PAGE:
Classes? Functions? What's the Real Deal?


This may be more of a stylistic question, but I am puzzled about classes vs functions in Python.

I have researched this, and I have seen a diversity of opinion:

  • One school of thought proposes that if you’re not using classes for everything but include statements, you’re a punter-wannabe with no skill.

    • A less extreme position proposes that classes should be central to your program, but you can have other statements too.
  • Another school of thought proposes that Python, (and most other languages), have developed a bad, (possibly incurable), case of “Class-itis” and that 99.99999% of the time the same program can be written using functions; and by using functions the code is clearer, cleaner, and easier to maintain.

I am not sure that I am really qualified to discuss this, but - IMHO - I have not seen or done much of anything that would require a class definition and then instances of the class.

Here’s my thinking:

  • Classes are an abstraction of a concrete programming construct that will vary, have differing characteristics, be used in differing ways, but where all of these things have more things in common than differences - and where the differences represent sub-types of the main type.

    • In a game, you may have a class called “character” which is an interactive (living) object in the game.

    • You can have a sub-class, for “pets”.

    • You can have a sub-class for “monsters” that can be further subdivided by type and characteristics, (hairy apes, tiny pesty-things with stingers or fangs, dragons, ghosts, etc.).

    • You can have a sub-class for “people” that you interact with in the game, subdivided by type, (human, elf, fairy, dwarf, etc.), friendly or hostile, gender, and so on.

    • You can have a subclass for “YOU” - the main character - again with it’s own characteristics and attributes.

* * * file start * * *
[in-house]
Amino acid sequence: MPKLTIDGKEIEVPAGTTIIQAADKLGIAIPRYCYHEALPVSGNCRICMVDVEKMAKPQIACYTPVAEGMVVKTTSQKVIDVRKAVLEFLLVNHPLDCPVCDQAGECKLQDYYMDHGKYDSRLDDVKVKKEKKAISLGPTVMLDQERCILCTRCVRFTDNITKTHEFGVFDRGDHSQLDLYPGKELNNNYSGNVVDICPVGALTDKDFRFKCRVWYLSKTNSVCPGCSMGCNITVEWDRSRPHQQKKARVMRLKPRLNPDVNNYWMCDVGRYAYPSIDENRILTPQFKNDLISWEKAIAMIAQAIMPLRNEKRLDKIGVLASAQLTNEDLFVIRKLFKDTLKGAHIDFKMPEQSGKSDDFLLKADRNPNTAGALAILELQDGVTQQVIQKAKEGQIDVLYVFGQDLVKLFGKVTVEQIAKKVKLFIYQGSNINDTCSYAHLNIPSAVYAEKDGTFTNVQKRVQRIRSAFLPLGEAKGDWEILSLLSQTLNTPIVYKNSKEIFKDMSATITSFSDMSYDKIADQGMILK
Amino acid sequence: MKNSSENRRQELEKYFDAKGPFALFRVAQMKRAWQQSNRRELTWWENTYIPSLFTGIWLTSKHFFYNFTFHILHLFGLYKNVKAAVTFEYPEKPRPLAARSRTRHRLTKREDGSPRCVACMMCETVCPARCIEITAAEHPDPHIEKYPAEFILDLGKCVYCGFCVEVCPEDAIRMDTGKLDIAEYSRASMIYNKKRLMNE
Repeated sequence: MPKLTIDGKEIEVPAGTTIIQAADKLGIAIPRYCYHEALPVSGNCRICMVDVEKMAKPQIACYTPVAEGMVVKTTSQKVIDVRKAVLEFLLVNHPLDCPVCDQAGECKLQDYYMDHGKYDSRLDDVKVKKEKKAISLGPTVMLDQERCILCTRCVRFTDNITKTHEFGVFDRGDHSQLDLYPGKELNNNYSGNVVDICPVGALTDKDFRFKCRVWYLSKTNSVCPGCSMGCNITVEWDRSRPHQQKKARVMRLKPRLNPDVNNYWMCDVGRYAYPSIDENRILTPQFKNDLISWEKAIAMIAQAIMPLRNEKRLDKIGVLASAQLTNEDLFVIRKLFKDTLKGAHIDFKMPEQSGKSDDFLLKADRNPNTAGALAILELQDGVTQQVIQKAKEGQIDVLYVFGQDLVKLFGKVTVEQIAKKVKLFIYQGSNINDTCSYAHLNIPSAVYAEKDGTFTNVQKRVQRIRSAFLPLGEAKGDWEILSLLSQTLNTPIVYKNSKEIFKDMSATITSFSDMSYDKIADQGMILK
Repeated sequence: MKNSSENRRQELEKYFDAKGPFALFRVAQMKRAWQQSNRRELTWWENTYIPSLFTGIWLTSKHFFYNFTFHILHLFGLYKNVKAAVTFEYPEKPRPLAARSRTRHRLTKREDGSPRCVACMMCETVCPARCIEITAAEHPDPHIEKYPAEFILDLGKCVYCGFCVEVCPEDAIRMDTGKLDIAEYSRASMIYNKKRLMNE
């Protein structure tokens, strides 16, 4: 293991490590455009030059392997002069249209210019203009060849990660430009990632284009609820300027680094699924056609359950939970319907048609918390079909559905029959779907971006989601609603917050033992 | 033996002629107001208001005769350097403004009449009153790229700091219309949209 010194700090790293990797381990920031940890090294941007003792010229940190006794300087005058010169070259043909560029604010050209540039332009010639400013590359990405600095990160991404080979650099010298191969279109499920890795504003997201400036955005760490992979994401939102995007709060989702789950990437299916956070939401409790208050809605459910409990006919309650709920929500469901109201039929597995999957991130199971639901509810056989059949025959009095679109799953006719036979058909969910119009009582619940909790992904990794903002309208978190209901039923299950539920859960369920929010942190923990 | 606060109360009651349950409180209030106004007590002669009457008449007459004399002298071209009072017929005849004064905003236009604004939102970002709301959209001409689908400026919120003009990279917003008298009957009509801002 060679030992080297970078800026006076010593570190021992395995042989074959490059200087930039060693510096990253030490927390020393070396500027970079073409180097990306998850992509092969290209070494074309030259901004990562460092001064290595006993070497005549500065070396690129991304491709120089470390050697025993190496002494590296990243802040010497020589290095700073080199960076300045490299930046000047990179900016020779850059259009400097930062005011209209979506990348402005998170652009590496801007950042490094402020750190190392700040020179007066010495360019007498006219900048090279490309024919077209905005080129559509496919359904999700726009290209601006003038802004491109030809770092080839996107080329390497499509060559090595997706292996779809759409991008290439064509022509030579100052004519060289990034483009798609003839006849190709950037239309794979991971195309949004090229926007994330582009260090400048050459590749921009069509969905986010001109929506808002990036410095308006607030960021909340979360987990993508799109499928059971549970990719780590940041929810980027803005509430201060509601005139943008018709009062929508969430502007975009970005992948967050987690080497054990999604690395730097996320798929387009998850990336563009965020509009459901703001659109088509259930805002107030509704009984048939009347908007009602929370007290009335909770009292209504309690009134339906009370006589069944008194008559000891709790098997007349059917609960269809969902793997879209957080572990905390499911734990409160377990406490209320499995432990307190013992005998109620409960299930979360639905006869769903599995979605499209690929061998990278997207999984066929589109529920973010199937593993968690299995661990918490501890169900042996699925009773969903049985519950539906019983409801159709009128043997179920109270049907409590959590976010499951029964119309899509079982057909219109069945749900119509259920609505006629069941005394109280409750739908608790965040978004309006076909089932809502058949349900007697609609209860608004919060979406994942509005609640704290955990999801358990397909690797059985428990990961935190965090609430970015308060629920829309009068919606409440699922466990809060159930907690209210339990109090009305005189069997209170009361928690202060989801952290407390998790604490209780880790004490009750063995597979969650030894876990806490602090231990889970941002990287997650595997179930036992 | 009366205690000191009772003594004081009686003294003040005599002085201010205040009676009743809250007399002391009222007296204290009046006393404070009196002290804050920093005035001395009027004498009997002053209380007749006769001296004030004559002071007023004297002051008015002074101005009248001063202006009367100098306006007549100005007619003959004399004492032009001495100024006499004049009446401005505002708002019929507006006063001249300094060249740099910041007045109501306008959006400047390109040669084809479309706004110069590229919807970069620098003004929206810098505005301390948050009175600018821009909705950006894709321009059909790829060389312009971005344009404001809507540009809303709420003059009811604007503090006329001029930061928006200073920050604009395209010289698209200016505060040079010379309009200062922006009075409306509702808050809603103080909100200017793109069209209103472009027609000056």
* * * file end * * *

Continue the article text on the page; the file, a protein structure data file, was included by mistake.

• The bottom line is that all of the various characters in the game have more things in common than they have differences.

    • Reprogramming every single character as an individual entity would be burdensome and would be a lot of extra work.  Having a “global template” that you can modify to create (for example), a class of “monsters” - and then create individual monster types, allows for a consistency of game play and avoids needless errors.

    • IMHO, classes are useful when you have something that is going to be re-used a lot, in potentially different ways, and would benefit from a “master template” that you can modify to make specific things from.  Once that’s done, you can create as many copies of that thing, whenever and wherever you need it.  (A cave full of hairy apes, or zillions of tiny pesty-things?)

  • On the other hand, functions are useful for something that will never vary and will never need major modifications to its functionality.

    • In my “remote camera robot” project, my 'bot Charlie “shakes his head” at various times to alert me to the fact that he has reached an important step.  (i.e.  At the end of program startup and at the end of program shutdown, for example.)

    • I set four variables: hposition, (horizontal position), vposition, (vertical position), hcenter, (the position that represents the “center” position for Charlie’s head horizontally), and vcenter which represents the same thing vertically.

    • I have three head-positioning functions:
      move_head(hposition, vposition)
      shake_head( )
      center_head( )

    • move_head moves the head to the coordinates specified.

      • This is used other places in the software where I command the head to move using the arrow-keys on the keyboard.